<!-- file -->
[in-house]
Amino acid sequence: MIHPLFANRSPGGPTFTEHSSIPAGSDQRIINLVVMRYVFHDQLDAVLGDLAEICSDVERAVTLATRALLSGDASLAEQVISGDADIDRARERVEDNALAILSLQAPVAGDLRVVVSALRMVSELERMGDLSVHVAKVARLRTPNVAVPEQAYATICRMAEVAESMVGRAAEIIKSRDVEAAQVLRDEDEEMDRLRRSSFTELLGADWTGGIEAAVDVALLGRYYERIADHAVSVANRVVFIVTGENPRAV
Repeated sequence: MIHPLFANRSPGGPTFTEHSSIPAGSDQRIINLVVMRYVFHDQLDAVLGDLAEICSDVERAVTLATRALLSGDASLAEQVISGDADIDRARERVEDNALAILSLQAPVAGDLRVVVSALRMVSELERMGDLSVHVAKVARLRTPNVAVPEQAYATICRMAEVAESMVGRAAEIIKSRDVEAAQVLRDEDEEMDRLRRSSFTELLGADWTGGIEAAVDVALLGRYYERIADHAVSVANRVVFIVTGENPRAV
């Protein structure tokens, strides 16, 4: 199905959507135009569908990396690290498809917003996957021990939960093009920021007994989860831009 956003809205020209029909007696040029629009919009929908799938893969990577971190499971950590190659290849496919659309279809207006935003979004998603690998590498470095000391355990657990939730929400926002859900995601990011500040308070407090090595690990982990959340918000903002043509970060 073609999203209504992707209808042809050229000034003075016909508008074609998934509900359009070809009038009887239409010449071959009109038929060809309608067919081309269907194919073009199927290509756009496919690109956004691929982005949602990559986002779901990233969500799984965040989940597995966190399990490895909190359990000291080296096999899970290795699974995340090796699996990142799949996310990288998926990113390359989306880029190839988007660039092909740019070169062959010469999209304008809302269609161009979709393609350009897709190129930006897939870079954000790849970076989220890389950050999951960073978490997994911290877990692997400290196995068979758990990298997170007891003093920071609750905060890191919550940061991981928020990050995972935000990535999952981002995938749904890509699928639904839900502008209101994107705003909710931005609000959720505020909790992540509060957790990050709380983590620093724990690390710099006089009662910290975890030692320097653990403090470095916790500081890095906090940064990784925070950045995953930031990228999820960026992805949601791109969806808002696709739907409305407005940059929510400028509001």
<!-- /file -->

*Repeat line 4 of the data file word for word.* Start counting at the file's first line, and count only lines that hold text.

């Protein structure tokens, strides 16, 4: 199905959507135009569908990396690290498809917003996957021990939960093009920021007994989860831009 956003809205020209029909007696040029629009919009929908799938893969990577971190499971950590190659290849496919659309279809207006935003979004998603690998590498470095000391355990657990939730929400926002859900995601990011500040308070407090090595690990982990959340918000903002043509970060 073609999203209504992707209808042809050229000034003075016909508008074609998934509900359009070809009038009887239409010449071959009109038929060809309608067919081309269907194919073009199927290509756009496919690109956004691929982005949602990559986002779901990233969500799984965040989940597995966190399990490895909190359990000291080296096999899970290795699974995340090796699996990142799949996310990288998926990113390359989306880029190839988007660039092909740019070169062959010469999209304008809302269609161009979709393609350009897709190129930006897939870079954000790849970076989220890389950050999951960073978490997994911290877990692997400290196995068979758990990298997170007891003093920071609750905060890191919550940061991981928020990050995972935000990535999952981002995938749904890509699928639904839900502008209101994107705003909710931005609000959720505020909790992540509060957790990050709380983590620093724990690390710099006089009662910290975890030692320097653990403090470095916790500081890095906090940064990784925070950045995953930031990228999820960026992805949601791109969806808002696709739907409305407005940059929510400028509001």